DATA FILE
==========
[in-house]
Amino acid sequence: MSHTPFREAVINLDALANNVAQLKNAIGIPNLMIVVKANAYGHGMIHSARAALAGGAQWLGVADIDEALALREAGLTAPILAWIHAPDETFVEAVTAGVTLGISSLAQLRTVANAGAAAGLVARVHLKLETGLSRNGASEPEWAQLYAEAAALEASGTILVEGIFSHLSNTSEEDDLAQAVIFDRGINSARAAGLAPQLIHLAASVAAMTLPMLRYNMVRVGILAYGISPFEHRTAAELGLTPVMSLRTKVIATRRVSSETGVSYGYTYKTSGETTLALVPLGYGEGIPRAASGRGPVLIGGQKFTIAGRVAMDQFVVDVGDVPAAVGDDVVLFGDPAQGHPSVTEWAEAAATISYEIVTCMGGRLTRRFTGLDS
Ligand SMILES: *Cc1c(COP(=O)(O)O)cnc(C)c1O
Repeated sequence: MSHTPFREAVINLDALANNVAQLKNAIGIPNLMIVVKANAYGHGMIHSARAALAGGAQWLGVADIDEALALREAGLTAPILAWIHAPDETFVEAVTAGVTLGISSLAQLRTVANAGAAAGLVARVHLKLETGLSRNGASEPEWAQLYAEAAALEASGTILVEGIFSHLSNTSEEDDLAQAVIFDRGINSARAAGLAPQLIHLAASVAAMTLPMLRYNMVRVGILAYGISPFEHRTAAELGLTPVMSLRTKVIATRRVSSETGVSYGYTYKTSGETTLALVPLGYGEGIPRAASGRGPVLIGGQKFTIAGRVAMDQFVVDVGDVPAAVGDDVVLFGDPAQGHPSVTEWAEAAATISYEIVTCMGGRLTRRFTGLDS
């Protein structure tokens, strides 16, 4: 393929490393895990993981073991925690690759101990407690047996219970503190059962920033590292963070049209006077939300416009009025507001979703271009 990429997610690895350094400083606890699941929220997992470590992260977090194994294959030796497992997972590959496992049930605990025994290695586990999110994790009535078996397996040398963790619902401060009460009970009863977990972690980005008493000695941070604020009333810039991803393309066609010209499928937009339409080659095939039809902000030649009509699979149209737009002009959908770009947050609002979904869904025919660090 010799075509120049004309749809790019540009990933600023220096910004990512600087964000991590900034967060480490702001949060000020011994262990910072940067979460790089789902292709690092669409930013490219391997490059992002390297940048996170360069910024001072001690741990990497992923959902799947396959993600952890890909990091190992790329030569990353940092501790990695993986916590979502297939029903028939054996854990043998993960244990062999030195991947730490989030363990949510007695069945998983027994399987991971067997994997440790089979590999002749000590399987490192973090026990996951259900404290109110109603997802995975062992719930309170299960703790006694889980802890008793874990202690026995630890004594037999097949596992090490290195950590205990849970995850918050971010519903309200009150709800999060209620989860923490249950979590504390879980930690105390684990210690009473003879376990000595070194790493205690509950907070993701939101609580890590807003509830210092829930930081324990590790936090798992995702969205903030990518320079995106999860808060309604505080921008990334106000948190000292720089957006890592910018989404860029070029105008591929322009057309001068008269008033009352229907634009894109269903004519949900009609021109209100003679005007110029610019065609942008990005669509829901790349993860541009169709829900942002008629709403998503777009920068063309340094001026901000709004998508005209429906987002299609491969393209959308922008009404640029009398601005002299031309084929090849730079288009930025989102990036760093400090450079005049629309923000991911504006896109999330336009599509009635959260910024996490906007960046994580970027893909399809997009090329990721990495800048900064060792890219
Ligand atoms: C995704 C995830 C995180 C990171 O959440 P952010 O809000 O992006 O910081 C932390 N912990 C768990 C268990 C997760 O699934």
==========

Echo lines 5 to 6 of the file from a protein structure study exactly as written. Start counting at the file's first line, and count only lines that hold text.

């Protein structure tokens, strides 16, 4: 393929490393895990993981073991925690690759101990407690047996219970503190059962920033590292963070049209006077939300416009009025507001979703271009 990429997610690895350094400083606890699941929220997992470590992260977090194994294959030796497992997972590959496992049930605990025994290695586990999110994790009535078996397996040398963790619902401060009460009970009863977990972690980005008493000695941070604020009333810039991803393309066609010209499928937009339409080659095939039809902000030649009509699979149209737009002009959908770009947050609002979904869904025919660090 010799075509120049004309749809790019540009990933600023220096910004990512600087964000991590900034967060480490702001949060000020011994262990910072940067979460790089789902292709690092669409930013490219391997490059992002390297940048996170360069910024001072001690741990990497992923959902799947396959993600952890890909990091190992790329030569990353940092501790990695993986916590979502297939029903028939054996854990043998993960244990062999030195991947730490989030363990949510007695069945998983027994399987991971067997994997440790089979590999002749000590399987490192973090026990996951259900404290109110109603997802995975062992719930309170299960703790006694889980802890008793874990202690026995630890004594037999097949596992090490290195950590205990849970995850918050971010519903309200009150709800999060209620989860923490249950979590504390879980930690105390684990210690009473003879376990000595070194790493205690509950907070993701939101609580890590807003509830210092829930930081324990590790936090798992995702969205903030990518320079995106999860808060309604505080921008990334106000948190000292720089957006890592910018989404860029070029105008591929322009057309001068008269008033009352229907634009894109269903004519949900009609021109209100003679005007110029610019065609942008990005669509829901790349993860541009169709829900942002008629709403998503777009920068063309340094001026901000709004998508005209429906987002299609491969393209959308922008009404640029009398601005002299031309084929090849730079288009930025989102990036760093400090450079005049629309923000991911504006896109999330336009599509009635959260910024996490906007960046994580970027893909399809997009090329990721990495800048900064060792890219
Ligand atoms: C995704 C995830 C995180 C990171 O959440 P952010 O809000 O992006 O910081 C932390 N912990 C768990 C268990 C997760 O699934």